Your Reading List for Chamonix

  1. Frankenstein by Mary Shelley

Nobody would blame you if thought this was Shelley’s only novel. Its origin is as legendary as its story. Visiting the valley in 1816, a year when the eruption of the Laki volcano in Iceland caused dark storms across Europe, Shelley was inspired to create her tour de force, part of which takes place among Chamonix’s forbidding glaciers.

  1. Killing Dragons: The Conquest of the Alps by Fergus Fleming

Strictly speaking, this is a history of mountaineering, but so much of that story is entwined with the history of Chamonix that it makes a fascinating read for anyone planning to visit.

  1. Mer de Glace by Alison Fell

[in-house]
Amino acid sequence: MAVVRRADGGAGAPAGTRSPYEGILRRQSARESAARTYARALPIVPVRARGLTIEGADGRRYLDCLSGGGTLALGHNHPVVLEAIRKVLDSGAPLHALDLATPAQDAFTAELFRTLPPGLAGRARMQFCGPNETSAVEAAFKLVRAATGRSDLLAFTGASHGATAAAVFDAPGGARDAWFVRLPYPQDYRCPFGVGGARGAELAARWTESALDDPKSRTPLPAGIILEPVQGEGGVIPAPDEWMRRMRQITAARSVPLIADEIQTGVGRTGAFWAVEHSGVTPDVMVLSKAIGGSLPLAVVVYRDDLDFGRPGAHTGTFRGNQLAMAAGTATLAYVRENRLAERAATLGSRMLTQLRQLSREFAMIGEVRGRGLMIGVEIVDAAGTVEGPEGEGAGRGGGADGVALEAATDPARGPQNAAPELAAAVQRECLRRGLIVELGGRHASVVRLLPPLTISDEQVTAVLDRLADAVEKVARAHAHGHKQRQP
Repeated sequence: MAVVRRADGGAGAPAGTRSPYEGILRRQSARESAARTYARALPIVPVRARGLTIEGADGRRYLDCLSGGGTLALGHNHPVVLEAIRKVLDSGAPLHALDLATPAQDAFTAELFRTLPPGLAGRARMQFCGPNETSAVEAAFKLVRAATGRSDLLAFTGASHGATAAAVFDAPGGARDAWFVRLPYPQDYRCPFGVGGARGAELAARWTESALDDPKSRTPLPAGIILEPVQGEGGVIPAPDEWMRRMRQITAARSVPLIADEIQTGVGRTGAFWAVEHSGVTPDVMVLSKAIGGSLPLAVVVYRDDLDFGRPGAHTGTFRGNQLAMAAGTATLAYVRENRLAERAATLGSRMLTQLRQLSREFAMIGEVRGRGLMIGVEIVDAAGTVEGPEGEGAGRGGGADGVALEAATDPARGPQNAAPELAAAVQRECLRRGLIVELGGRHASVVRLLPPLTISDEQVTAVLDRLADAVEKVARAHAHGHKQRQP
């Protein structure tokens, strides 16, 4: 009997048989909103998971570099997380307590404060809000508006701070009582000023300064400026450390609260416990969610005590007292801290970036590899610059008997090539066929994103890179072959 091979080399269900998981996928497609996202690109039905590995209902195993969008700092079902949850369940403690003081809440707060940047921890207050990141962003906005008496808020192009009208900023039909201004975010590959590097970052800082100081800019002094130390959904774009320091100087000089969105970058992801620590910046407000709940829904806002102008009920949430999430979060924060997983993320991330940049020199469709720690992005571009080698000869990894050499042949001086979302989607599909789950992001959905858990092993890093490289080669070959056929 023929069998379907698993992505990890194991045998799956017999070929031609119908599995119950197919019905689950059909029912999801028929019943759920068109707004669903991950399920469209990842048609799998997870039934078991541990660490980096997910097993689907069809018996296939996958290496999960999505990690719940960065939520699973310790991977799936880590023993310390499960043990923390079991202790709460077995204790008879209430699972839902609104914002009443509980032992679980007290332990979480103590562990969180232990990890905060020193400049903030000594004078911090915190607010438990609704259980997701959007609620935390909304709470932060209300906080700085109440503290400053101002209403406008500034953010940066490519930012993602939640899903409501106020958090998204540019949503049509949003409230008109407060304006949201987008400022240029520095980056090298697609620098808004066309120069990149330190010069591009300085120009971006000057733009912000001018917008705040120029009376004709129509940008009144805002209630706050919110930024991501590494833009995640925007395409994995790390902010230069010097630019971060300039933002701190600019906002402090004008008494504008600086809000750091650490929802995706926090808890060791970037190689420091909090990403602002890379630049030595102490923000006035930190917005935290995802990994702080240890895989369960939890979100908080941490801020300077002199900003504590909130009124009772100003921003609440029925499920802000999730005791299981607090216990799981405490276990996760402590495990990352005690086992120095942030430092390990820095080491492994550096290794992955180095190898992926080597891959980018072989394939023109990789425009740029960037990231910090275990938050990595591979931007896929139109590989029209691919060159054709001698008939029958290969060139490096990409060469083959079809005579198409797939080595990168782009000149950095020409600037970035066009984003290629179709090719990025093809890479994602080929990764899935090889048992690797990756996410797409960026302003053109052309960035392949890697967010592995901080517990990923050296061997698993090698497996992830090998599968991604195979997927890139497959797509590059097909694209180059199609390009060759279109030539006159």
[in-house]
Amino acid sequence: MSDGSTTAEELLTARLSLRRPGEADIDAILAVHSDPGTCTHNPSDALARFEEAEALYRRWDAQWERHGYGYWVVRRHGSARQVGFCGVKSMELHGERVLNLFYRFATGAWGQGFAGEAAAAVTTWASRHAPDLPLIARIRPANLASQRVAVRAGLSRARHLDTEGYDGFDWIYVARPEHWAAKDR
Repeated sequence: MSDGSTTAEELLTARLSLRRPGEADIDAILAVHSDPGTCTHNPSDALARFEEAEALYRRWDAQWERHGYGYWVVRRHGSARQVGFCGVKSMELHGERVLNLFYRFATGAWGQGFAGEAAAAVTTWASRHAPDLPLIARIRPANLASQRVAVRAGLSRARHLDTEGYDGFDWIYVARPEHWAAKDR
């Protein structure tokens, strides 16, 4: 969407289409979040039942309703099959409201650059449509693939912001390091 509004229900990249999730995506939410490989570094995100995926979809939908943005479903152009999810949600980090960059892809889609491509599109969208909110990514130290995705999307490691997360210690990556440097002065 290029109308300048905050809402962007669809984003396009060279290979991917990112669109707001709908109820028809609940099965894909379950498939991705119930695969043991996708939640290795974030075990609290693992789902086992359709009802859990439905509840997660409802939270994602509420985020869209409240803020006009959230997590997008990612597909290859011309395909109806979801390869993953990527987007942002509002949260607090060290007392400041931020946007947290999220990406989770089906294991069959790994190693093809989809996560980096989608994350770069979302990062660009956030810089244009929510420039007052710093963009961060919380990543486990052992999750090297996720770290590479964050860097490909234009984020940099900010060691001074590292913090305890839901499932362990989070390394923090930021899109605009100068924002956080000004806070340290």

Titled after the famous “sea of ice,” Fell’s novel of a passionate affair depicts a psychogeographical, highly sexualized Chamonix of fruit and stains, peaks and valleys

  1. The Snow Tourist by Charlie English

Each chapter of this book is a little self-contained travelogue, related in some way to snow. One of the best of the tales is set in Chamonix, but all of them will appeal to lovers of the cold stuff.

  1. CHAM by I confess, me.

So I’ll leave the description to a reviewer: “Jonathan Trigell’s writing soars when describing the sublime mountain scenery and the rushing, redemptive exhilaration of skiing. … But he’s equally at ease conveying the murky moral ambiguity of Itchy’s life … Exposing the darkness at the heart of a white world, Trigell’s second novel is tense with foreboding: a clever, contemporary cliffhanger.” Metro

Phrase book